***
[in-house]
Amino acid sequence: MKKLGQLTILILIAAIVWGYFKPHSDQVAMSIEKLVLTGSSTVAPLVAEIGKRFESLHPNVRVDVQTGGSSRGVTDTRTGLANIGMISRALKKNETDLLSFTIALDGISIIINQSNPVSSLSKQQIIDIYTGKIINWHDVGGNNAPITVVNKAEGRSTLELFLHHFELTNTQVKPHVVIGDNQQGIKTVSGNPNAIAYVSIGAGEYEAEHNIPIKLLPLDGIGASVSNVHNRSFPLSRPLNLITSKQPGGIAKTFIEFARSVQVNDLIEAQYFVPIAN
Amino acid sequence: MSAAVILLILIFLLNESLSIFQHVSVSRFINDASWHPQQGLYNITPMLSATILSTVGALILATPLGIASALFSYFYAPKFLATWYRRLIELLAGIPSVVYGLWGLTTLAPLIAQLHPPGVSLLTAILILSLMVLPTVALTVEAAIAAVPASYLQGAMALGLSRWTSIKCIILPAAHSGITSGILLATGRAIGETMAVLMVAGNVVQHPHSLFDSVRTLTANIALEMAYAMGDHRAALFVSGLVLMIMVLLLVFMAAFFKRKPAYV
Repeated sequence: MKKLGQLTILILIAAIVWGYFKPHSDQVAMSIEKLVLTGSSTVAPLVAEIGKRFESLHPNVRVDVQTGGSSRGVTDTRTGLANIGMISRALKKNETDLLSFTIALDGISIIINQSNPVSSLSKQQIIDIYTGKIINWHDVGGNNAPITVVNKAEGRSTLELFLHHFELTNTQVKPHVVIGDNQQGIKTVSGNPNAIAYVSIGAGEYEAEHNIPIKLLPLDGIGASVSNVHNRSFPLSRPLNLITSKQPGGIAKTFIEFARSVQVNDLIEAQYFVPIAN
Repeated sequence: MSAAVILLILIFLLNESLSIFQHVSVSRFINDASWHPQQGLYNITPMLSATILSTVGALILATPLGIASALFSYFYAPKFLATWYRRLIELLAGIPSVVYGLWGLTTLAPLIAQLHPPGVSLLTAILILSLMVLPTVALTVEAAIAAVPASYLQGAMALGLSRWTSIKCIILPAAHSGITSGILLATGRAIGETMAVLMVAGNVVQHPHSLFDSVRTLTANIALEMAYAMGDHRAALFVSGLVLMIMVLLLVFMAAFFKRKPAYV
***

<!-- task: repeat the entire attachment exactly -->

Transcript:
[in-house]
Amino acid sequence: MKKLGQLTILILIAAIVWGYFKPHSDQVAMSIEKLVLTGSSTVAPLVAEIGKRFESLHPNVRVDVQTGGSSRGVTDTRTGLANIGMISRALKKNETDLLSFTIALDGISIIINQSNPVSSLSKQQIIDIYTGKIINWHDVGGNNAPITVVNKAEGRSTLELFLHHFELTNTQVKPHVVIGDNQQGIKTVSGNPNAIAYVSIGAGEYEAEHNIPIKLLPLDGIGASVSNVHNRSFPLSRPLNLITSKQPGGIAKTFIEFARSVQVNDLIEAQYFVPIAN
Amino acid sequence: MSAAVILLILIFLLNESLSIFQHVSVSRFINDASWHPQQGLYNITPMLSATILSTVGALILATPLGIASALFSYFYAPKFLATWYRRLIELLAGIPSVVYGLWGLTTLAPLIAQLHPPGVSLLTAILILSLMVLPTVALTVEAAIAAVPASYLQGAMALGLSRWTSIKCIILPAAHSGITSGILLATGRAIGETMAVLMVAGNVVQHPHSLFDSVRTLTANIALEMAYAMGDHRAALFVSGLVLMIMVLLLVFMAAFFKRKPAYV
Repeated sequence: MKKLGQLTILILIAAIVWGYFKPHSDQVAMSIEKLVLTGSSTVAPLVAEIGKRFESLHPNVRVDVQTGGSSRGVTDTRTGLANIGMISRALKKNETDLLSFTIALDGISIIINQSNPVSSLSKQQIIDIYTGKIINWHDVGGNNAPITVVNKAEGRSTLELFLHHFELTNTQVKPHVVIGDNQQGIKTVSGNPNAIAYVSIGAGEYEAEHNIPIKLLPLDGIGASVSNVHNRSFPLSRPLNLITSKQPGGIAKTFIEFARSVQVNDLIEAQYFVPIAN
Repeated sequence: MSAAVILLILIFLLNESLSIFQHVSVSRFINDASWHPQQGLYNITPMLSATILSTVGALILATPLGIASALFSYFYAPKFLATWYRRLIELLAGIPSVVYGLWGLTTLAPLIAQLHPPGVSLLTAILILSLMVLPTVALTVEAAIAAVPASYLQGAMALGLSRWTSIKCIILPAAHSGITSGILLATGRAIGETMAVLMVAGNVVQHPHSLFDSVRTLTANIALEMAYAMGDHRAALFVSGLVLMIMVLLLVFMAAFFKRKPAYV